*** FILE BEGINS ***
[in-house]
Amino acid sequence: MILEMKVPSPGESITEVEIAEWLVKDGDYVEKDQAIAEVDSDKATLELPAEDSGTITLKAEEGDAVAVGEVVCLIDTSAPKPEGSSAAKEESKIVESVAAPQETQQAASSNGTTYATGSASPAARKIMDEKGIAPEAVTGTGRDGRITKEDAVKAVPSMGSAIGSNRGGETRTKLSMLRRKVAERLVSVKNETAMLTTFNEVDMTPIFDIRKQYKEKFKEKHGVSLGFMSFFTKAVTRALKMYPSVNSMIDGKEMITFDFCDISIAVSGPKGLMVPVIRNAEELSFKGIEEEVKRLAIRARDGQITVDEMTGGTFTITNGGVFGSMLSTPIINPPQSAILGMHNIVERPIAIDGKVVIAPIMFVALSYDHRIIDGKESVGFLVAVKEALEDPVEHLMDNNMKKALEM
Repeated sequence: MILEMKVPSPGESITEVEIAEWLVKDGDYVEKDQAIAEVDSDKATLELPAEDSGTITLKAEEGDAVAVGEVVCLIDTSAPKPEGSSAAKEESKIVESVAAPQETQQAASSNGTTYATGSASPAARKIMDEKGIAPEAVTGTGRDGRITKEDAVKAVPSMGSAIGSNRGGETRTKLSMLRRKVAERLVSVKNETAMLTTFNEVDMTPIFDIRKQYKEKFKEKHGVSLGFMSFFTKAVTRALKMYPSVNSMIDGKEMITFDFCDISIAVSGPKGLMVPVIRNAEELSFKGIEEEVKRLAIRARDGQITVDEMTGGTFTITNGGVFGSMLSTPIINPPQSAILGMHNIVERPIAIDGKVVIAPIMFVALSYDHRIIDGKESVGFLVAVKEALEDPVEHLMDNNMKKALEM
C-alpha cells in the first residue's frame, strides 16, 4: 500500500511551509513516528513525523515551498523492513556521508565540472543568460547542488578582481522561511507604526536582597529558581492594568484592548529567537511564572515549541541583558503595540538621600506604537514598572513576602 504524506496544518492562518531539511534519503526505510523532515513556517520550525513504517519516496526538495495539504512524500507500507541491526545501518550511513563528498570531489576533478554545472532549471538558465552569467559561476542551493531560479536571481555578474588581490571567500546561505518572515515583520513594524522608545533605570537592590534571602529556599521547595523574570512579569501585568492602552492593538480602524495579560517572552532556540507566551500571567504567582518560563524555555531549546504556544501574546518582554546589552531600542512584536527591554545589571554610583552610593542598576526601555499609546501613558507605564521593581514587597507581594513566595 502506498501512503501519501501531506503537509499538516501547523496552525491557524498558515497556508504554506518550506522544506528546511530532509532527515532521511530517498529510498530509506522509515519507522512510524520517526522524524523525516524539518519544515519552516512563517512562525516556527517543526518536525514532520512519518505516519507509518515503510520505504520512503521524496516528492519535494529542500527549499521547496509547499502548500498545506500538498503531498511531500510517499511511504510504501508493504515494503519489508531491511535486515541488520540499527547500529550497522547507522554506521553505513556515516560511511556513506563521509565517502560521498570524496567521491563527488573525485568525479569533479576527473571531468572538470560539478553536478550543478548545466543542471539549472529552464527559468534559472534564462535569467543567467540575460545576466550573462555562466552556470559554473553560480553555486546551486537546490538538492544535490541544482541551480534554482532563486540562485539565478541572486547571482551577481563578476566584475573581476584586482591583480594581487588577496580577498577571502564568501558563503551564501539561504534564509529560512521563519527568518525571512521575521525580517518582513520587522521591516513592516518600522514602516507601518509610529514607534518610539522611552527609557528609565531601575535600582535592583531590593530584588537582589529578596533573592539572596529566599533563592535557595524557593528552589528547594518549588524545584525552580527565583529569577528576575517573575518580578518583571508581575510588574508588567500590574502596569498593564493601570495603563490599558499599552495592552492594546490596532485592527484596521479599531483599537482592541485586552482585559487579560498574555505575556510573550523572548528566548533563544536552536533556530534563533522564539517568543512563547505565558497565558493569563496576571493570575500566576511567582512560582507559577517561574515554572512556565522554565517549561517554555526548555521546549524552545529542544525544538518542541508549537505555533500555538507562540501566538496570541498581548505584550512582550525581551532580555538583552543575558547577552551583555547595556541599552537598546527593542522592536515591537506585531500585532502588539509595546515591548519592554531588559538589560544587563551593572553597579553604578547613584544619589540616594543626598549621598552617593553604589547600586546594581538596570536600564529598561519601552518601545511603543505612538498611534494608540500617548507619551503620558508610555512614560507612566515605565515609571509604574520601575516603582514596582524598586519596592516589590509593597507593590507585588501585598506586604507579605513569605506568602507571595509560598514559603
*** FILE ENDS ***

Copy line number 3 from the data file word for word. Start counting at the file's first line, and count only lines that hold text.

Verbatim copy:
Repeated sequence: MILEMKVPSPGESITEVEIAEWLVKDGDYVEKDQAIAEVDSDKATLELPAEDSGTITLKAEEGDAVAVGEVVCLIDTSAPKPEGSSAAKEESKIVESVAAPQETQQAASSNGTTYATGSASPAARKIMDEKGIAPEAVTGTGRDGRITKEDAVKAVPSMGSAIGSNRGGETRTKLSMLRRKVAERLVSVKNETAMLTTFNEVDMTPIFDIRKQYKEKFKEKHGVSLGFMSFFTKAVTRALKMYPSVNSMIDGKEMITFDFCDISIAVSGPKGLMVPVIRNAEELSFKGIEEEVKRLAIRARDGQITVDEMTGGTFTITNGGVFGSMLSTPIINPPQSAILGMHNIVERPIAIDGKVVIAPIMFVALSYDHRIIDGKESVGFLVAVKEALEDPVEHLMDNNMKKALEM